WASHINGTON (CNN) -
The Supreme Court has allowed a lawsuit against the makers of the Agent Orange herbicide to continue, despite a nearly two-decade-old class-action settlement.
In two unusual split decisions, the justices Monday granted a Vietnam veteran the right to continue pursuing claims that he was not properly represented in a 1984 settlement involving Dow Chemical (DOW: down $0.35 to $31.65, Research, Estimates), Monsanto, and other chemical manufacturers. But a second vet's claim was set aside for a lower court to re-examine the case.
At issue was whether veterans shut out of the old settlement had a right to make new illness claims, and whether businesses should continue to be held liable for a potentially unlimited period.
In an unsigned opinion, the court allowed Daniel Stephenson and his family to continue his lawsuit against Agent Orange makers. Stephenson is a retired helicopter pilot who served in Vietnam from 1965 to 1970. He was diagnosed with bone marrow cancer five years ago.
The nine-member court split in its decision 4-4. The tie vote essentially affirmed the federal appeals court decision giving Stephenson the right to sue. Justice John Paul Stevens did not participate. No reason was given, but his son was a Vietnam vet who reportedly died from cancer in the mid-1990s.
But in a separate claim, the justices declined to rule on the case of Joe Isaacson, instead ordering a lower court to reconsider his claims. Isaacson, a New Jersey teacher, served at an air base where Agent Orange was used from 1968 to 1969.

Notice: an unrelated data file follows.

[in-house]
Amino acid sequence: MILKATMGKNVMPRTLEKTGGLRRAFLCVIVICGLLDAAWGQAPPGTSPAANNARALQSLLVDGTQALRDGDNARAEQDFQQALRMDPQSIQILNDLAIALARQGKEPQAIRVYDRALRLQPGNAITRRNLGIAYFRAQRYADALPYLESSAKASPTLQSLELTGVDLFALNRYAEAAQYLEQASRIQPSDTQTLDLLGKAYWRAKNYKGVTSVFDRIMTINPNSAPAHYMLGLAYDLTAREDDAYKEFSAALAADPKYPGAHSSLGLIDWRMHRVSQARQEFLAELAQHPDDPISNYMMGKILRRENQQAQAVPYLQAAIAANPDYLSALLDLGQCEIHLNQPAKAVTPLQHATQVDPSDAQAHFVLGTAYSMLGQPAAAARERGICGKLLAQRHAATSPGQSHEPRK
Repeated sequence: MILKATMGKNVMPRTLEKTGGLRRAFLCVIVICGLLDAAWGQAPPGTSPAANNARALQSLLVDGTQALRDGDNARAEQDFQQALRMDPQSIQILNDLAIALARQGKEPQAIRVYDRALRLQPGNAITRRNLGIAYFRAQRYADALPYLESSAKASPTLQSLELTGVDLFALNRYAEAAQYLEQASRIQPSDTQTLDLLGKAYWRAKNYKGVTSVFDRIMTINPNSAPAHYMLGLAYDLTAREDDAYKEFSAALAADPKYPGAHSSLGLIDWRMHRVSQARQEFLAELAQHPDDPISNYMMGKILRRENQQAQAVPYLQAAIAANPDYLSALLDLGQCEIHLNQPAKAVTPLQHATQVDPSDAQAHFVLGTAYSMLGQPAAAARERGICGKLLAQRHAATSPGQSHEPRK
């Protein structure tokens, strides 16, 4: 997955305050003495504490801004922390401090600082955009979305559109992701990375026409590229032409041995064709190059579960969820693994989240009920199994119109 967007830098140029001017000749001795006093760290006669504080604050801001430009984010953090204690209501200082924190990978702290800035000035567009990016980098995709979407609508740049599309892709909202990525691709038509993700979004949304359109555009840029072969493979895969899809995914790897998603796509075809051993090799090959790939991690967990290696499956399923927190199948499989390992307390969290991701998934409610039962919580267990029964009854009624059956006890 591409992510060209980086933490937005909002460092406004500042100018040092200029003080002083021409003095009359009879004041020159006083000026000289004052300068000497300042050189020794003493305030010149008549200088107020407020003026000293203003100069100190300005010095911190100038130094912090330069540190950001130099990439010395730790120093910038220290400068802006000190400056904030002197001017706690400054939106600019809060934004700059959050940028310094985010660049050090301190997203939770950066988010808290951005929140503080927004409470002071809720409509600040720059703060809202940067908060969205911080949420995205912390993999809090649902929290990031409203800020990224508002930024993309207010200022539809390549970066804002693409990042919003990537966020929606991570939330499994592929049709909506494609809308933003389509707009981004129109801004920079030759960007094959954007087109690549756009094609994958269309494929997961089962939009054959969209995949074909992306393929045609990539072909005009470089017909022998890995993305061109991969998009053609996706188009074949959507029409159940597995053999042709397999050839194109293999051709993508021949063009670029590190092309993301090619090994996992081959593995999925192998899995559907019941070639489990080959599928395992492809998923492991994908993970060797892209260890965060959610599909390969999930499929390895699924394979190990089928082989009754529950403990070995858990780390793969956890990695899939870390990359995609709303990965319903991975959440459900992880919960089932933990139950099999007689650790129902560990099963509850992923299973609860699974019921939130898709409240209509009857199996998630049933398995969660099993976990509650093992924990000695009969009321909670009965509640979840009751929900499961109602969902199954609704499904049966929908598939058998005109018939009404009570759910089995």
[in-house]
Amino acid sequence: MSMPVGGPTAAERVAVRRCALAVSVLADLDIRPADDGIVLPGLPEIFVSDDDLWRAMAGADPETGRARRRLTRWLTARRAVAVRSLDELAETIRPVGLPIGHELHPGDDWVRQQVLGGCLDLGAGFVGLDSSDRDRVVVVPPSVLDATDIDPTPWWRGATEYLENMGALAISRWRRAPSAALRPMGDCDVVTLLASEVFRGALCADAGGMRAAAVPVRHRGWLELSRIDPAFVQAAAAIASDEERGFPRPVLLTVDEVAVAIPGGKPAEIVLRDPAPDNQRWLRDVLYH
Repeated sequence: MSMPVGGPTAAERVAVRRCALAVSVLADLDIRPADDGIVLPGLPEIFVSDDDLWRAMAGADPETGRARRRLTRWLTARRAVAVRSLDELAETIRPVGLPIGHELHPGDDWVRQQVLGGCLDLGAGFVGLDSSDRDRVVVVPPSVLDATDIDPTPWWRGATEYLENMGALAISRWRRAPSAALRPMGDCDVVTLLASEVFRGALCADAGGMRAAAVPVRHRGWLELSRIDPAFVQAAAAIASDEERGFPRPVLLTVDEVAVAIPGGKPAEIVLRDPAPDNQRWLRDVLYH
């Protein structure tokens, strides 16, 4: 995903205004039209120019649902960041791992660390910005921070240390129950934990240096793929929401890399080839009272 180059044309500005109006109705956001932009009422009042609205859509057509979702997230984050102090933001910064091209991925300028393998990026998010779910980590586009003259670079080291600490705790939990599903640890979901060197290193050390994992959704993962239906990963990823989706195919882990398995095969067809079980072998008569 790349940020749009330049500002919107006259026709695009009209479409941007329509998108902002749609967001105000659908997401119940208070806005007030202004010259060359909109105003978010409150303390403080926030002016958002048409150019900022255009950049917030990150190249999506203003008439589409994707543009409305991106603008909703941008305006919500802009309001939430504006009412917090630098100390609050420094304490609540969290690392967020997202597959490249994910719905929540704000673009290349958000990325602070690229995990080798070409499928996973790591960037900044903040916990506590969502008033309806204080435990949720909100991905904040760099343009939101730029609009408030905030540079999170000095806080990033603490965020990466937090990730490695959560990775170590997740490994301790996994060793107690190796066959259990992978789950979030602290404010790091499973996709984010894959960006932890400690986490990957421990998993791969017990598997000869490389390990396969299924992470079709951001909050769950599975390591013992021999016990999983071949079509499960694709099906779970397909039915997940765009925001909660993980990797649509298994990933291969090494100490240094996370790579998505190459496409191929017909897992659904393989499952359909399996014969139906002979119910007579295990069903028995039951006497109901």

Agent Orange was sprayed from U.S. aircraft during the Vietnam War to clear forest and undergrowth, in an effort to expose enemy positions hiding below.
The two veterans in the case claim their due process rights were violated in the original 1984 settlement. The chemical companies agreed to pay out $180 million claims, but for only a 10-year period ending in 1994. Lawyers for Stephenson and Isaacson told the justices during arguments in February that the men only learned of their illnesses after the settlement expired, essentially shutting them and their families out of any monetary compensation for death or disability.
But the court in issuing its ruling did not answer a key question in the case: whether those who did not participate in a class action lawsuit can later claim they were not adequately represented.
Veterans groups had supported the two men, calling it an injustice. Business groups supported the chemical companies, saying reopening settlements would discourage people from settling in the first place.
The case is Dow Chemical versus Stephenson (02-0271).